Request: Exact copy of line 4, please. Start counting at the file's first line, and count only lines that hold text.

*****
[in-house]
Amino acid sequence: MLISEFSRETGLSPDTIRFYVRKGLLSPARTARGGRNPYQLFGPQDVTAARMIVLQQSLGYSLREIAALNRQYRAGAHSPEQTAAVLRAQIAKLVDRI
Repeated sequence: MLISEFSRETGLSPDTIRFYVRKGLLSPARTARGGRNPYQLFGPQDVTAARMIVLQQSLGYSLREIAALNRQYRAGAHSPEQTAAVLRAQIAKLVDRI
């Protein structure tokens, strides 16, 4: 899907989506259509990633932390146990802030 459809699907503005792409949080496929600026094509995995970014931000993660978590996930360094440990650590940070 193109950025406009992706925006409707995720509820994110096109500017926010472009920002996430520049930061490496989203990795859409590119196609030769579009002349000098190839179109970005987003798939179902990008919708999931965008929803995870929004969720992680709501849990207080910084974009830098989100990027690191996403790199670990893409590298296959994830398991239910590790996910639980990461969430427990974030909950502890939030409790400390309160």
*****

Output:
């Protein structure tokens, strides 16, 4: 899907989506259509990633932390146990802030 459809699907503005792409949080496929600026094509995995970014931000993660978590996930360094440990650590940070 193109950025406009992706925006409707995720509820994110096109500017926010472009920002996430520049930061490496989203990795859409590119196609030769579009002349000098190839179109970005987003798939179902990008919708999931965008929803995870929004969720992680709501849990207080910084974009830098989100990027690191996403790199670990893409590298296959994830398991239910590790996910639980990461969430427990974030909950502890939030409790400390309160």